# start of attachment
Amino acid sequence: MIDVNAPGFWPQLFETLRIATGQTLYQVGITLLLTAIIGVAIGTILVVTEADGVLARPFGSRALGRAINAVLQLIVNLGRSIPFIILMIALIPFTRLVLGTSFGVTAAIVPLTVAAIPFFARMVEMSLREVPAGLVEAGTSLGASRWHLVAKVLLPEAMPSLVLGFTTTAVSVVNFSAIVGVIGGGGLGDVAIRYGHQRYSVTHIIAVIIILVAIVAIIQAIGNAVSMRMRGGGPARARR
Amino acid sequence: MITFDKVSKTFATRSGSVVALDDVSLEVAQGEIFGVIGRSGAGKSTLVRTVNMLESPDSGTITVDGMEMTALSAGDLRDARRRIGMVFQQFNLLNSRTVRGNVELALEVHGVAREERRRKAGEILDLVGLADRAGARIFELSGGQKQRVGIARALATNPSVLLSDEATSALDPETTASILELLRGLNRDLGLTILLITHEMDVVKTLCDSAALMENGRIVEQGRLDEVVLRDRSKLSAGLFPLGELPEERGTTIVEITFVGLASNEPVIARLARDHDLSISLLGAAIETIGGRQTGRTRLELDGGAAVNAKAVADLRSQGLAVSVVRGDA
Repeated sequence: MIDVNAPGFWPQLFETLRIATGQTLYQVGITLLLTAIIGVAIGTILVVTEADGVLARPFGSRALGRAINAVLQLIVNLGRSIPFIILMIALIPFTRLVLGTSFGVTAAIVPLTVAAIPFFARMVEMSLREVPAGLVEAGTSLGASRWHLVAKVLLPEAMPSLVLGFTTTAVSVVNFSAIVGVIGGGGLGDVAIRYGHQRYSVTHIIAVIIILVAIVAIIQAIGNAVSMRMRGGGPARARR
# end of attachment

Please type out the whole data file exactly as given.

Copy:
Amino acid sequence: MIDVNAPGFWPQLFETLRIATGQTLYQVGITLLLTAIIGVAIGTILVVTEADGVLARPFGSRALGRAINAVLQLIVNLGRSIPFIILMIALIPFTRLVLGTSFGVTAAIVPLTVAAIPFFARMVEMSLREVPAGLVEAGTSLGASRWHLVAKVLLPEAMPSLVLGFTTTAVSVVNFSAIVGVIGGGGLGDVAIRYGHQRYSVTHIIAVIIILVAIVAIIQAIGNAVSMRMRGGGPARARR
Amino acid sequence: MITFDKVSKTFATRSGSVVALDDVSLEVAQGEIFGVIGRSGAGKSTLVRTVNMLESPDSGTITVDGMEMTALSAGDLRDARRRIGMVFQQFNLLNSRTVRGNVELALEVHGVAREERRRKAGEILDLVGLADRAGARIFELSGGQKQRVGIARALATNPSVLLSDEATSALDPETTASILELLRGLNRDLGLTILLITHEMDVVKTLCDSAALMENGRIVEQGRLDEVVLRDRSKLSAGLFPLGELPEERGTTIVEITFVGLASNEPVIARLARDHDLSISLLGAAIETIGGRQTGRTRLELDGGAAVNAKAVADLRSQGLAVSVVRGDA
Repeated sequence: MIDVNAPGFWPQLFETLRIATGQTLYQVGITLLLTAIIGVAIGTILVVTEADGVLARPFGSRALGRAINAVLQLIVNLGRSIPFIILMIALIPFTRLVLGTSFGVTAAIVPLTVAAIPFFARMVEMSLREVPAGLVEAGTSLGASRWHLVAKVLLPEAMPSLVLGFTTTAVSVVNFSAIVGVIGGGGLGDVAIRYGHQRYSVTHIIAVIIILVAIVAIIQAIGNAVSMRMRGGGPARARR